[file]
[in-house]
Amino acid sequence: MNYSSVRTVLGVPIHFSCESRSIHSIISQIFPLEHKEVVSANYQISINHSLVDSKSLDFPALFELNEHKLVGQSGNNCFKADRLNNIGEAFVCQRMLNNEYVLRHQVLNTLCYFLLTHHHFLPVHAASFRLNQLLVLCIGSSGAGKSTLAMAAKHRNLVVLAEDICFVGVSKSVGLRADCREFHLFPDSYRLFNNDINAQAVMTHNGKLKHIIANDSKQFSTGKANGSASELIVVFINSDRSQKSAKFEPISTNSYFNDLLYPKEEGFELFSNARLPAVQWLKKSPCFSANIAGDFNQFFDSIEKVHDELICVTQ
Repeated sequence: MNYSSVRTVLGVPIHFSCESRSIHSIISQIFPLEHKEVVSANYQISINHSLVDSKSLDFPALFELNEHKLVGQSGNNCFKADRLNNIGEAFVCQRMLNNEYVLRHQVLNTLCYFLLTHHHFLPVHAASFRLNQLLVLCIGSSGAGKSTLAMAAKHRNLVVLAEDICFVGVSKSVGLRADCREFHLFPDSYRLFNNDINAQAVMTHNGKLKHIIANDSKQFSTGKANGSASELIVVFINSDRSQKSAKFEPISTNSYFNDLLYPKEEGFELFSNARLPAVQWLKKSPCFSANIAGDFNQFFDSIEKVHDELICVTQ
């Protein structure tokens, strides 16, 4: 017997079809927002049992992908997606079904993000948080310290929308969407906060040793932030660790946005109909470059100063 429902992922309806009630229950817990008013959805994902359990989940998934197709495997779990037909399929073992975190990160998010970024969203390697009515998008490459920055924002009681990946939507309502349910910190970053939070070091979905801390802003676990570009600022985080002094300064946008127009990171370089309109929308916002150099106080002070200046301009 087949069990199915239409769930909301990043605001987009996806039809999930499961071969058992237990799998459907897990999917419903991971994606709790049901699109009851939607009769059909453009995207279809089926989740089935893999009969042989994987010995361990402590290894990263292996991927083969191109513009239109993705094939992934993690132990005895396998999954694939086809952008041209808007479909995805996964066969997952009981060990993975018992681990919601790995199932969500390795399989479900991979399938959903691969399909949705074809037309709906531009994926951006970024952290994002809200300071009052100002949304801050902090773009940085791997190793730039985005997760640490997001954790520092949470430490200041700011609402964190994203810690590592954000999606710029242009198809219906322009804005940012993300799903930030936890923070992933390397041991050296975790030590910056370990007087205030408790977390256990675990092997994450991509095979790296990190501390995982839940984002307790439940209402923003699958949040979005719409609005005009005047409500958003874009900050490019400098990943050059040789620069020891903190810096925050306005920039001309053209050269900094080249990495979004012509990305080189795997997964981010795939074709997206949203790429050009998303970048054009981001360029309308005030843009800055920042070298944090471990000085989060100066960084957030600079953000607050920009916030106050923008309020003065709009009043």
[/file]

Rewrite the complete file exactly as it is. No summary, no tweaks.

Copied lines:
[in-house]
Amino acid sequence: MNYSSVRTVLGVPIHFSCESRSIHSIISQIFPLEHKEVVSANYQISINHSLVDSKSLDFPALFELNEHKLVGQSGNNCFKADRLNNIGEAFVCQRMLNNEYVLRHQVLNTLCYFLLTHHHFLPVHAASFRLNQLLVLCIGSSGAGKSTLAMAAKHRNLVVLAEDICFVGVSKSVGLRADCREFHLFPDSYRLFNNDINAQAVMTHNGKLKHIIANDSKQFSTGKANGSASELIVVFINSDRSQKSAKFEPISTNSYFNDLLYPKEEGFELFSNARLPAVQWLKKSPCFSANIAGDFNQFFDSIEKVHDELICVTQ
Repeated sequence: MNYSSVRTVLGVPIHFSCESRSIHSIISQIFPLEHKEVVSANYQISINHSLVDSKSLDFPALFELNEHKLVGQSGNNCFKADRLNNIGEAFVCQRMLNNEYVLRHQVLNTLCYFLLTHHHFLPVHAASFRLNQLLVLCIGSSGAGKSTLAMAAKHRNLVVLAEDICFVGVSKSVGLRADCREFHLFPDSYRLFNNDINAQAVMTHNGKLKHIIANDSKQFSTGKANGSASELIVVFINSDRSQKSAKFEPISTNSYFNDLLYPKEEGFELFSNARLPAVQWLKKSPCFSANIAGDFNQFFDSIEKVHDELICVTQ
């Protein structure tokens, strides 16, 4: 017997079809927002049992992908997606079904993000948080310290929308969407906060040793932030660790946005109909470059100063 429902992922309806009630229950817990008013959805994902359990989940998934197709495997779990037909399929073992975190990160998010970024969203390697009515998008490459920055924002009681990946939507309502349910910190970053939070070091979905801390802003676990570009600022985080002094300064946008127009990171370089309109929308916002150099106080002070200046301009 087949069990199915239409769930909301990043605001987009996806039809999930499961071969058992237990799998459907897990999917419903991971994606709790049901699109009851939607009769059909453009995207279809089926989740089935893999009969042989994987010995361990402590290894990263292996991927083969191109513009239109993705094939992934993690132990005895396998999954694939086809952008041209808007479909995805996964066969997952009981060990993975018992681990919601790995199932969500390795399989479900991979399938959903691969399909949705074809037309709906531009994926951006970024952290994002809200300071009052100002949304801050902090773009940085791997190793730039985005997760640490997001954790520092949470430490200041700011609402964190994203810690590592954000999606710029242009198809219906322009804005940012993300799903930030936890923070992933390397041991050296975790030590910056370990007087205030408790977390256990675990092997994450991509095979790296990190501390995982839940984002307790439940209402923003699958949040979005719409609005005009005047409500958003874009900050490019400098990943050059040789620069020891903190810096925050306005920039001309053209050269900094080249990495979004012509990305080189795997997964981010795939074709997206949203790429050009998303970048054009981001360029309308005030843009800055920042070298944090471990000085989060100066960084957030600079953000607050920009916030106050923008309020003065709009009043």